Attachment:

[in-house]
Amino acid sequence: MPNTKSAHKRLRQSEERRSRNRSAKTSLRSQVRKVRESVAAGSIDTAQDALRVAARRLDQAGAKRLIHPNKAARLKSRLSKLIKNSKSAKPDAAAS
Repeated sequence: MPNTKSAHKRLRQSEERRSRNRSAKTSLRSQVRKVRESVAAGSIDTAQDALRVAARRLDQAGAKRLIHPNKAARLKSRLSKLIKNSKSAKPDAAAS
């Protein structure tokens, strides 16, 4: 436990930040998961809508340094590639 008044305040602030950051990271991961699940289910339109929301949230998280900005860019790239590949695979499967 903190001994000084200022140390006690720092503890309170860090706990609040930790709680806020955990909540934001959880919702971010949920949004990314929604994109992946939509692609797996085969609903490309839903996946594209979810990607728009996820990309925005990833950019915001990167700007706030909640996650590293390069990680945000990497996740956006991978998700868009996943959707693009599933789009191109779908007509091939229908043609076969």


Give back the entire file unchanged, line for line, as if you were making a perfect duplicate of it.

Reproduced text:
[in-house]
Amino acid sequence: MPNTKSAHKRLRQSEERRSRNRSAKTSLRSQVRKVRESVAAGSIDTAQDALRVAARRLDQAGAKRLIHPNKAARLKSRLSKLIKNSKSAKPDAAAS
Repeated sequence: MPNTKSAHKRLRQSEERRSRNRSAKTSLRSQVRKVRESVAAGSIDTAQDALRVAARRLDQAGAKRLIHPNKAARLKSRLSKLIKNSKSAKPDAAAS
């Protein structure tokens, strides 16, 4: 436990930040998961809508340094590639 008044305040602030950051990271991961699940289910339109929301949230998280900005860019790239590949695979499967 903190001994000084200022140390006690720092503890309170860090706990609040930790709680806020955990909540934001959880919702971010949920949004990314929604994109992946939509692609797996085969609903490309839903996946594209979810990607728009996820990309925005990833950019915001990167700007706030909640996650590293390069990680945000990497996740956006991978998700868009996943959707693009599933789009191109779908007509091939229908043609076969």